Recent videos of what appears (to the untrained eye) to be police brutality raises questions about what our rights are and how we might enforce them.
We looked down our noses at our southern neighbours after seeing the killing of George Floyd by a Minneapolis police officer who knelt on his neck for more than eight minutes.
But within days we had an ice water awakening with three “made in Canada” videos of events occurring over the span of two weeks:
- the May 30, 2020, footage of a Kelowna officer using a restrained man’s head as a punching bag;
- the June 1, 2020, footage of staggering Nunavut man intentionally knocked down with the door of a moving police vehicle, and
- the June 11, 2020, brutal beating of a Winnipeg man.
And to top things off, the release of a video of the brutal police assault of a First Nations chief that had occurred in March, 2020.
I don’t intend to demonize police.
We task them to “enforce” the law, which regularly requires the use of force. And puts them in harm’s way.
Statistics Canada tells us that there were over two million Criminal Code violations in Canada in 2018 (the latest year they have published data). I got that from this link. Of those, over 400,000 were violent crimes.
I’ve never done police work. And I’ve (thankfully) been part of only an exquisitely small number of physical altercations. But it seems to me that making spur of the moment use of force choices when arresting someone who is resisting might be very challenging.
Especially when drugs are involved, which I’m guessing is a lot if not most of the time.
Complexity increases with more than one officer is involved. An arrest is not like football, with its scripted plays. I suppose that in the melee, one officer might not realize a suspect is already effectively controlled and start unnecessarily pounding their face. Easy to see in hindsight, but not in the fray of it.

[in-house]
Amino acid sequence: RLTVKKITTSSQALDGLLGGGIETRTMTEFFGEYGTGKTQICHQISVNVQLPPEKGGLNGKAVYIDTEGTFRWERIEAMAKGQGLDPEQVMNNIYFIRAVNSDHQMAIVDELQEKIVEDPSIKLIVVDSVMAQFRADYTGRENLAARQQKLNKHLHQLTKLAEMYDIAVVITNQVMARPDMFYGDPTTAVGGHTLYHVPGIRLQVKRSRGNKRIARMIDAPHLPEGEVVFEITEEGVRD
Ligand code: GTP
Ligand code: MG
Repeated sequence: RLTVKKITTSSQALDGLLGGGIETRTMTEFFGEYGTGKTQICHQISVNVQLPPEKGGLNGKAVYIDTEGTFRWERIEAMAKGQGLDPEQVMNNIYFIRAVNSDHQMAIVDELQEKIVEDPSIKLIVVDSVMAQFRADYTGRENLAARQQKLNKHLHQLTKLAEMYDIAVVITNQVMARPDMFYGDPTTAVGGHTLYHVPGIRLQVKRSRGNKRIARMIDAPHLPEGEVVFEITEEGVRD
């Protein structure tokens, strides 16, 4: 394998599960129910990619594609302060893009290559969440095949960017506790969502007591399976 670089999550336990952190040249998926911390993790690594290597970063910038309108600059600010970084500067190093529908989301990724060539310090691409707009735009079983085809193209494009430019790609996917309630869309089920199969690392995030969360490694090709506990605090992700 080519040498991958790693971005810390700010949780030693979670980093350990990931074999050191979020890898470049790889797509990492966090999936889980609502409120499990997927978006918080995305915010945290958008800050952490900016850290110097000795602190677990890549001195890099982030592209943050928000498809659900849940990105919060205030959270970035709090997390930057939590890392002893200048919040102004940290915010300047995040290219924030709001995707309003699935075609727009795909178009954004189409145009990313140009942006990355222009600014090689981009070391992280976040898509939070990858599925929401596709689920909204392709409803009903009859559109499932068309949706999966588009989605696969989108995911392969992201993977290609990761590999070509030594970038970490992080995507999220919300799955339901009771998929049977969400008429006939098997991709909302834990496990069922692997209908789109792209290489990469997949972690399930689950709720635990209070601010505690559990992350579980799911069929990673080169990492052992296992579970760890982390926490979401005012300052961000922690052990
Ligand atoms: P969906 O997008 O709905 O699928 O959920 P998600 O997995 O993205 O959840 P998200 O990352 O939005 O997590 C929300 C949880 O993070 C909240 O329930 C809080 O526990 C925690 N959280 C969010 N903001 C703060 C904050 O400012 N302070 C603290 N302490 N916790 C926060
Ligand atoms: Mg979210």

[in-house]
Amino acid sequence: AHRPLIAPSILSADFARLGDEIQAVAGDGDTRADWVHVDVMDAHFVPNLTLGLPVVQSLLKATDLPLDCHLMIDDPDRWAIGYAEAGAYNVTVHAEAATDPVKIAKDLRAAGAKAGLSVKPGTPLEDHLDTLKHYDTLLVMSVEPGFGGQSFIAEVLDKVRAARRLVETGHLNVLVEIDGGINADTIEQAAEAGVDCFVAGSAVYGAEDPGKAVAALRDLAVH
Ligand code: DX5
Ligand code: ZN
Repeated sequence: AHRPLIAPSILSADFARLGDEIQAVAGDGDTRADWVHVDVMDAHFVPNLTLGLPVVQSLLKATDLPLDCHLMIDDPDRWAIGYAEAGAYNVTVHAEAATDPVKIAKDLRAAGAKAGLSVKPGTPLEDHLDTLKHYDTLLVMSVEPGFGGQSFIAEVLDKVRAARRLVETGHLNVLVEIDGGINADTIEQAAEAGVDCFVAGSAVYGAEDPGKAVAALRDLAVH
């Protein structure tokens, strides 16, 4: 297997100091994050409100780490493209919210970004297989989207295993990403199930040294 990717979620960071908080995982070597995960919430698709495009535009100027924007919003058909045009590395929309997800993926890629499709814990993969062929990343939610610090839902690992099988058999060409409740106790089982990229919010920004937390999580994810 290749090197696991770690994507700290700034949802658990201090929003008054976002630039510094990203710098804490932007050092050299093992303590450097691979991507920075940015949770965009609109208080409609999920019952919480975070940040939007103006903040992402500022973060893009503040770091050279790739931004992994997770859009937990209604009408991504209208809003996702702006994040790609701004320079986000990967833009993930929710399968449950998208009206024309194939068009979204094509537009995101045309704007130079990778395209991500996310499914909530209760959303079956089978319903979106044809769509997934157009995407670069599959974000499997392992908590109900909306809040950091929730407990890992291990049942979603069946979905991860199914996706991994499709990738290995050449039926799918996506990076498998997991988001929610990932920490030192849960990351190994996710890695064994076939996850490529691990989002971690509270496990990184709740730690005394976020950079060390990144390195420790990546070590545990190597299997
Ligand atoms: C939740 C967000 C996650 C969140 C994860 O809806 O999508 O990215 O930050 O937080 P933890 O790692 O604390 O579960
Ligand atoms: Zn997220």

Use too much force and you seriously hurt or kill the person being arrested. Use too little and you put yourself, fellow officers, bystanders and potentially the person arrested at risk.
We don’t get to see the thousand or so arrests every day of violent criminals our police are protecting us from. The prevalence of surveillance and cell phone video cameras has us seeing only some of the most shocking ones.
It’s easy, from the safety and comfort of our homes, with the benefit of 20/20 hindsight and lacking experience and training in use of force protocols, to judge police action as we recoil in horror.
I have done so as well, and posted these videos on social media with expressions of incredulity.
But have I, and others who have done the same, been fair?
Do we have a police brutality (the use of excessive and/or unnecessary force) problem in Canada?
We know that we have a racism problem in Canada. A problem that our Prime Minster has acknowledged permeates every institution, including the police. I am not intending to distract us from that important focus.
But what about a police brutality problem? Are these shocking videos an indication that a review and overhaul of the use of force in policing is overdue, particularly in light of increases in drug use where a battering ram approach might not be ideal to gain control over or the cooperation of a vulnerable individual?
I feel that we owe it to everyone, especially our police officers who put themselves in harm’s way, to proceed with such a review. Regardless of the outcome, everyone will benefit from a greater understanding. And with that greater understanding, a rebuilding of trust that is so very important. And for the most part so very much deserved.
Next week, I intend to review our rights in our encounters with police, and civil remedies when the police overstep their lawful authority. I will be reviewing a recently released court decision where a senior was awarded compensation for false arrest, false imprisonment, and assault and battery at the hands of an RCMP officer.